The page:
I’m so glad the Santa Cruz County community stood behind the vision of an equitable, sustainable future for everyone. Funds for rail and trail will be easier to get than trail only, and will allow us to move forward much more quickly than going back to the drawing board for trail-only. We are all on the same side now – let’s get this trail built as quickly as possible, while keeping the rail intact for future use!
Now Brian Peoples admits the truth: it’s not going to, nor ever was going to, cost $1.3 billion for passenger rail and a trail. Now he admits it’s $250 million, way less. And that’s doable. He’s just pissed off that his side lost and now is bellyaching that it will take years for a trail to be completed. First of all, there already are bike paths and sidewalks on many of the streets that parallel the rail road tracks. The $10 million of state money to buy the tracks from Union Pacific were specifically for passenger rail, not a trail alongside it. Where the corridor is wide enough, and for the most part it is, there will be a trail alongside the tracks, and it doesn’t have to be asphalt in all sections. Anyone who has walked the rec trail in Pacific Grove knows that it’s part asphalt for bikes and the walk part is dirt and sand. No one seems to mind, and it has to be cheaper to put in a dirt trail than an asphalt one. The RTC needs to get rail and trail going ASAP, and not waste any more time. The vehicle for rail already has been demonstrated: the Tig-M. Let’s get those Tiggys moving on the tracks sooner than later! Scheduling for passenger rail can start with morning and evening commute hours on weekdays, mid-day to evening hours on weekends. It’s that simple, and the people of Santa Cruz have voted for it!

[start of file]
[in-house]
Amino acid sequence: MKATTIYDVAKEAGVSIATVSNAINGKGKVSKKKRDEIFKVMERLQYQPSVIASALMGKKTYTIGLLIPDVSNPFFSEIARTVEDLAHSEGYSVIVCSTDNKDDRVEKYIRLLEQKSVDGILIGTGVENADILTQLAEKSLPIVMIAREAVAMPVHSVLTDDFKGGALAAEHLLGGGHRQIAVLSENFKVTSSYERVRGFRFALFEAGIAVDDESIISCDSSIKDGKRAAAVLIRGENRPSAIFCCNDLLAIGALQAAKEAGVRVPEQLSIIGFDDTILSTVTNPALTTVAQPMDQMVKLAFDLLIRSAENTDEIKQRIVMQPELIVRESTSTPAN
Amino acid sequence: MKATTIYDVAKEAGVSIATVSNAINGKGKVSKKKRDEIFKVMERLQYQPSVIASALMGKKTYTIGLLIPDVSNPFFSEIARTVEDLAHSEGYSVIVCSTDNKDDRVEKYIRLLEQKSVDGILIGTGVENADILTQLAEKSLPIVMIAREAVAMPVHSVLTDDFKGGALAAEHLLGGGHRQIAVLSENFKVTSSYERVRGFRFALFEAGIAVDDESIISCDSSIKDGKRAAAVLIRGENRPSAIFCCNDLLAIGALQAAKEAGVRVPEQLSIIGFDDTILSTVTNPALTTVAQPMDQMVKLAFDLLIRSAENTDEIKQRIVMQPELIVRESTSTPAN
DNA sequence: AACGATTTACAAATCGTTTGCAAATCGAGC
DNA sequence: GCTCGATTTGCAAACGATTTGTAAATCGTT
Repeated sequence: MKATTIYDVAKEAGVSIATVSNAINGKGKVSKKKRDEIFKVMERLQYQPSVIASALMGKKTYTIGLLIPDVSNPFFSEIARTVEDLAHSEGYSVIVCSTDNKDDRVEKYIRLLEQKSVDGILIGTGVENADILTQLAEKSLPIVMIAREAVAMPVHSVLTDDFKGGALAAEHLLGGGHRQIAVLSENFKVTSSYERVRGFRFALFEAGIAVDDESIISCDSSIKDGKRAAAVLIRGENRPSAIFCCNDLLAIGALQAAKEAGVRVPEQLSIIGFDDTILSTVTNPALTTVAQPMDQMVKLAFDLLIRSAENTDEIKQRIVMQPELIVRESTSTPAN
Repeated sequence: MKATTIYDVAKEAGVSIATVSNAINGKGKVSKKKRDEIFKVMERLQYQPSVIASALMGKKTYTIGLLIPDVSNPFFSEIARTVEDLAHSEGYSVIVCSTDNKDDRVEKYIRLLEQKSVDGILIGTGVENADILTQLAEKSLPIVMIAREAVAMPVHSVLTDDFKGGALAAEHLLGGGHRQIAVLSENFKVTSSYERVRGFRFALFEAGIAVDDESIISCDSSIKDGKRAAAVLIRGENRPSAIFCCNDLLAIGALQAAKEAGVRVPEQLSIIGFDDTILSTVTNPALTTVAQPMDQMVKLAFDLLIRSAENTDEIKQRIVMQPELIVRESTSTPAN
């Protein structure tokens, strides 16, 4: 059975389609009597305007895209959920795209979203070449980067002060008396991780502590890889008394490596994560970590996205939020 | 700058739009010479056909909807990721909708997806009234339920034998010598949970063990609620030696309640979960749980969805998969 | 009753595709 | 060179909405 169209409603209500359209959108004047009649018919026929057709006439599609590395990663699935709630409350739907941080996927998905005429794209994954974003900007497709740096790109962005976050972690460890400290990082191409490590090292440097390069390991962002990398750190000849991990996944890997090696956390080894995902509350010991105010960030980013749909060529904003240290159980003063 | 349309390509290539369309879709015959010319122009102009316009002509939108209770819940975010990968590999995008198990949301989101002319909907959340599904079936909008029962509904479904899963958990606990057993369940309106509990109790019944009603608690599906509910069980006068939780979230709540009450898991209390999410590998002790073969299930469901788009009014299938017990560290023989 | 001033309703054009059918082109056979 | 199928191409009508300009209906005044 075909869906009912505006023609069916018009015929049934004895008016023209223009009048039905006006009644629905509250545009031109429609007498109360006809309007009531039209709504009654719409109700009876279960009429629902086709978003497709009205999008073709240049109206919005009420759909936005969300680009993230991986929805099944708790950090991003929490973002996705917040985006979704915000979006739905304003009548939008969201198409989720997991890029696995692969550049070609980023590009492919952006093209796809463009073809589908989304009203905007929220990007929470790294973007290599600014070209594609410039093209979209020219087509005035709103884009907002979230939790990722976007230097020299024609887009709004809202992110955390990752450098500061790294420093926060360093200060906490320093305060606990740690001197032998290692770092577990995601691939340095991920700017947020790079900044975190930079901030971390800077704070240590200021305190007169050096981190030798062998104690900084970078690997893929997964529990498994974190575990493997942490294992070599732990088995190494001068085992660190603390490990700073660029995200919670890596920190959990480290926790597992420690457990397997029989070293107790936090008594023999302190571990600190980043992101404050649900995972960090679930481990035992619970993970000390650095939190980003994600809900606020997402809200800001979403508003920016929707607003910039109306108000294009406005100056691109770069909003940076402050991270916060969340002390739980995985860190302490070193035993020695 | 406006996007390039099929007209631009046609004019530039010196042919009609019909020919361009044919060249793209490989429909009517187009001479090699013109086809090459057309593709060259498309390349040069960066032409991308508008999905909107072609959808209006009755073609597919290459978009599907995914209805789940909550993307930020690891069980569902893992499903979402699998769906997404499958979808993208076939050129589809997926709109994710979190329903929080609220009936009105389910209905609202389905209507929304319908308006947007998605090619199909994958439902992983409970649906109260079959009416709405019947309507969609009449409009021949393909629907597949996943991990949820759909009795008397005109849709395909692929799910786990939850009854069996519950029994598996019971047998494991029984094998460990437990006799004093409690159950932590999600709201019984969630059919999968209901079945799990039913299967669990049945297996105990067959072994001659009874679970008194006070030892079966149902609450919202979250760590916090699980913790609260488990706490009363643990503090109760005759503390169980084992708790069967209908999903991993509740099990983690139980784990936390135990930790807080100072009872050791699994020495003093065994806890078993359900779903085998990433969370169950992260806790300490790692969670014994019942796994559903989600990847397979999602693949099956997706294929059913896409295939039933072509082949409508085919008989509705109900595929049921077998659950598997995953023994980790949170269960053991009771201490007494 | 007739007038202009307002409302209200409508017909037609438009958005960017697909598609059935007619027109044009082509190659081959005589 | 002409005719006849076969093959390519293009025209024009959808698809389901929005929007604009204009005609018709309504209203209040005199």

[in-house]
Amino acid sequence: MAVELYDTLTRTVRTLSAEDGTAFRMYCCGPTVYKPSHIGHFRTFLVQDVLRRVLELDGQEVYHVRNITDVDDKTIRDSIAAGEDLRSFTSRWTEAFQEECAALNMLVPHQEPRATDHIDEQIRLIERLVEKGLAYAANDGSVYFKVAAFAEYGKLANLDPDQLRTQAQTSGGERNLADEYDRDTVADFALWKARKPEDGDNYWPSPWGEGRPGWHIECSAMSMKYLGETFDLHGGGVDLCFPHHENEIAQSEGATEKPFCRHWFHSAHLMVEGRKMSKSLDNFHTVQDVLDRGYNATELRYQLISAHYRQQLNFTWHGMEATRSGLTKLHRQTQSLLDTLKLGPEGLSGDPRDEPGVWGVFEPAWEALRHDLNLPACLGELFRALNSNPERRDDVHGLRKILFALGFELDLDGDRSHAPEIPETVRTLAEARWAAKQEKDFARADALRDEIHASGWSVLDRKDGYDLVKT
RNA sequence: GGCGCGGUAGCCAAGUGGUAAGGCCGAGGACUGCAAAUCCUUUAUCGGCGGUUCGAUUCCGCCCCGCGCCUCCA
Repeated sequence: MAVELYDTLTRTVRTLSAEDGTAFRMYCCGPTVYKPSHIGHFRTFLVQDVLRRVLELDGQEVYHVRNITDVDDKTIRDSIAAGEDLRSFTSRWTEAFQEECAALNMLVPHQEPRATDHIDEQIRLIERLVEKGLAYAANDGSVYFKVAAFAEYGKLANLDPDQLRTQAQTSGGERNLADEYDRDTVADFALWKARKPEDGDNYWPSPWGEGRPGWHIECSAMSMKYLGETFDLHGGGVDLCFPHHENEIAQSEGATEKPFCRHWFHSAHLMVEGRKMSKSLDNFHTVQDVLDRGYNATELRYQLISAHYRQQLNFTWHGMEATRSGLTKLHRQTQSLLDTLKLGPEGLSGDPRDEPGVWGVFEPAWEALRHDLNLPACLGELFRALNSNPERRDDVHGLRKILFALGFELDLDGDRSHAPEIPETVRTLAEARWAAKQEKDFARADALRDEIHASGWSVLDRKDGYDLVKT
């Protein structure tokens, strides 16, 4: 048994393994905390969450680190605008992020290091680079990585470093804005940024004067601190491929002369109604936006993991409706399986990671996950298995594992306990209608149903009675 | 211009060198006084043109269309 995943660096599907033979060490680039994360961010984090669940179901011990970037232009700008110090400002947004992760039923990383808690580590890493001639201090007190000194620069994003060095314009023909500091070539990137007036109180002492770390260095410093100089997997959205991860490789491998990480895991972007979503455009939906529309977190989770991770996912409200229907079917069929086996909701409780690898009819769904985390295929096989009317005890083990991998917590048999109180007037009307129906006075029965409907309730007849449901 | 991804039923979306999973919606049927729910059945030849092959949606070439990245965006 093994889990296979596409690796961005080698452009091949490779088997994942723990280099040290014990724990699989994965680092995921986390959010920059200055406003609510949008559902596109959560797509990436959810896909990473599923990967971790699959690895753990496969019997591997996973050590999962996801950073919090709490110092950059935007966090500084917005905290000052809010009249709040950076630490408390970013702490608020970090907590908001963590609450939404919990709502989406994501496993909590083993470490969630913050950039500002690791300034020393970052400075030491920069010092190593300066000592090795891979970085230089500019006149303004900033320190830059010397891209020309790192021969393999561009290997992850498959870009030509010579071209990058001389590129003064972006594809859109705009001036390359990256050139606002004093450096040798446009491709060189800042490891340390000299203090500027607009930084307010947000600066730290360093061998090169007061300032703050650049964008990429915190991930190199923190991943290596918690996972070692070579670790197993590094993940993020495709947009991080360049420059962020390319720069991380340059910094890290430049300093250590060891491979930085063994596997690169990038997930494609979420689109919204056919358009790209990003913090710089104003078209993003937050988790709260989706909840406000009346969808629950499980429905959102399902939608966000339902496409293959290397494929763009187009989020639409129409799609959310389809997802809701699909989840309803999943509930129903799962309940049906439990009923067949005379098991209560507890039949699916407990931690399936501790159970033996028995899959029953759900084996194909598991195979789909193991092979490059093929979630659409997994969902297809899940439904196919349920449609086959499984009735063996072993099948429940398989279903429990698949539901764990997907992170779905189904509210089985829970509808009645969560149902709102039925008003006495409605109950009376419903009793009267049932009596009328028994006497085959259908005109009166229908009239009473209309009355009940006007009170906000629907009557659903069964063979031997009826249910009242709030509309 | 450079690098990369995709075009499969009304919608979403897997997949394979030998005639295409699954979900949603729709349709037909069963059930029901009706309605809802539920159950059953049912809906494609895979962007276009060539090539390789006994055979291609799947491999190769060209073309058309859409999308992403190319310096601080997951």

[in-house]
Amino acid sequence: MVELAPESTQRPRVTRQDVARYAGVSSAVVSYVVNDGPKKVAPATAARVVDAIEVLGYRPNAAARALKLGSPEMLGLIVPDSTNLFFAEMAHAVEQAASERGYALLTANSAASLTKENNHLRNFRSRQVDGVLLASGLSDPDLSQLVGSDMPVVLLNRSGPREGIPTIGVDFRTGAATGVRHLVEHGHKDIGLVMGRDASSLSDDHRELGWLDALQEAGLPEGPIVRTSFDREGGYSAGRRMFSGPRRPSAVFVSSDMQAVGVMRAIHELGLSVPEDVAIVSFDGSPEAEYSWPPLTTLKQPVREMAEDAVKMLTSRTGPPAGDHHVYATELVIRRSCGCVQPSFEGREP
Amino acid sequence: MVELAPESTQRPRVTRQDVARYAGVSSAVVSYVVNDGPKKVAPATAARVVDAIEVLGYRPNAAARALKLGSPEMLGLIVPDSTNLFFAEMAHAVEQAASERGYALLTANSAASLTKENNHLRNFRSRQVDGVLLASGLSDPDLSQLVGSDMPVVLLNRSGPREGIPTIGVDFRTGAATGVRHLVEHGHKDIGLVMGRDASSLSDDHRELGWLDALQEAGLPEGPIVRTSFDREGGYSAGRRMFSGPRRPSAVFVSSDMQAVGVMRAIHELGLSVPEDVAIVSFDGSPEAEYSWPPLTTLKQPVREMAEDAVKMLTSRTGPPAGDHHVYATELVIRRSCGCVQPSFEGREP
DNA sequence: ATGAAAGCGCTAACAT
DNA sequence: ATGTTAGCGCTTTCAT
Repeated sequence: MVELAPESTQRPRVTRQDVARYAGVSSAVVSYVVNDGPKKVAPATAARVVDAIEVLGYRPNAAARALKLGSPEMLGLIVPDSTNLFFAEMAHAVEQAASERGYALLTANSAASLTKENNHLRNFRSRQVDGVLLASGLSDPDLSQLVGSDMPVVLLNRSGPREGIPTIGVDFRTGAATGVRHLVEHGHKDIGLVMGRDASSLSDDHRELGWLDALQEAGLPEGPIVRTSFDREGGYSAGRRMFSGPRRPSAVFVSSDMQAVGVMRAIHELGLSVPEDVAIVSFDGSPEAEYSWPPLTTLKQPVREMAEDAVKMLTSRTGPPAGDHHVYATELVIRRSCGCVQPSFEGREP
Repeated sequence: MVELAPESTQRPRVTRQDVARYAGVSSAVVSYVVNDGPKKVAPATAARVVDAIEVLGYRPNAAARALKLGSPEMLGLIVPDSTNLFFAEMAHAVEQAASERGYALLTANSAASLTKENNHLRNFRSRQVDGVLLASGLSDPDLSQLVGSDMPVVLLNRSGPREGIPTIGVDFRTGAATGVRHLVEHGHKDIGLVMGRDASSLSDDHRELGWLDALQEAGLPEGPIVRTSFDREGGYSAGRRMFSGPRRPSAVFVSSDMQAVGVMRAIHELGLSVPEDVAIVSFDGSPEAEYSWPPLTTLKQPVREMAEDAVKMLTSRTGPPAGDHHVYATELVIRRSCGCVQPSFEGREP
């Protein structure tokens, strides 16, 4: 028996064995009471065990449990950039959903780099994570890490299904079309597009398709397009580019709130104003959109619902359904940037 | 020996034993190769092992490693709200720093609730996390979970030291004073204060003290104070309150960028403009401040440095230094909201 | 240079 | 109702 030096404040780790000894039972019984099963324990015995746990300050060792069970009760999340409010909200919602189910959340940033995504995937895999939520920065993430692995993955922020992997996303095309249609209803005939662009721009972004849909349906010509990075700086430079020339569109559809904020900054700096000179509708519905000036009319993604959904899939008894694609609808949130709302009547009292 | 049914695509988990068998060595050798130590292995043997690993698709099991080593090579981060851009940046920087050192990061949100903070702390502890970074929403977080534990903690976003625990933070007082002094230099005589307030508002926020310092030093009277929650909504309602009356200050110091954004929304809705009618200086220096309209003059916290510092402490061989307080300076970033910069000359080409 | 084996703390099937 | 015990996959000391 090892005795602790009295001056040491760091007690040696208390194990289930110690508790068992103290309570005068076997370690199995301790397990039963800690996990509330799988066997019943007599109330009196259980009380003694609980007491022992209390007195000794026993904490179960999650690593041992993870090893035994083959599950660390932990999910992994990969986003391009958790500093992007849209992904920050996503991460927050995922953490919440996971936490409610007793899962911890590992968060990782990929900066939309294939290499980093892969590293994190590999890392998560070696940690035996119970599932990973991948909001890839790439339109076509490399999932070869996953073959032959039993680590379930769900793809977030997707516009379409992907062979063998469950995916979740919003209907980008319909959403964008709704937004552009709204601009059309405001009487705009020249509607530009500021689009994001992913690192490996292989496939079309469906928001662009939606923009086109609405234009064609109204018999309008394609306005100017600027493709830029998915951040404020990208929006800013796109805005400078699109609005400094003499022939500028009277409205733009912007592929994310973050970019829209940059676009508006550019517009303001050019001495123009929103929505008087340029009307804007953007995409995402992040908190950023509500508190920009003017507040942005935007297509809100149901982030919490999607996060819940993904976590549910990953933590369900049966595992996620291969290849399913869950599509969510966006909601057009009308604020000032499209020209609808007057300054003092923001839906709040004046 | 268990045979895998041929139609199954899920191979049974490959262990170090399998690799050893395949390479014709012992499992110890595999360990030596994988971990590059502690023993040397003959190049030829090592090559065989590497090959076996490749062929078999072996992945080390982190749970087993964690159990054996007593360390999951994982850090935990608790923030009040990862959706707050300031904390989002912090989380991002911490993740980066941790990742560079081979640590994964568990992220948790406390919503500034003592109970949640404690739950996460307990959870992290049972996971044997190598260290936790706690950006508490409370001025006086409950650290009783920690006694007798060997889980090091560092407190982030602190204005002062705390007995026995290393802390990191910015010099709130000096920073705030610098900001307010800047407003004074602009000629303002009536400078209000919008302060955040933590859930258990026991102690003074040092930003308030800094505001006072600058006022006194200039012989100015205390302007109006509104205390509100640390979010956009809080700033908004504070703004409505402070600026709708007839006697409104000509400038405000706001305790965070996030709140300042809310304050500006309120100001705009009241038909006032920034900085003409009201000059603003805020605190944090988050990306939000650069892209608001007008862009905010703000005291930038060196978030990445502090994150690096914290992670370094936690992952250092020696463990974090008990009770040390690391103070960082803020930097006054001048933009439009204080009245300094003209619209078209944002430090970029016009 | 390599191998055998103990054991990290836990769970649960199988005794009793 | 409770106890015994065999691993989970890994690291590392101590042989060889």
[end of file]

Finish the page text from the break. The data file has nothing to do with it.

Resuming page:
The political machine of Santa Cruz wins again! Bleh! Now nothing will happen. Now that the election is over, we will now see the needed disclosure of NoWay’s fiscal sponsors. This was the way they hid their outside money that wasn’t apparent before the election.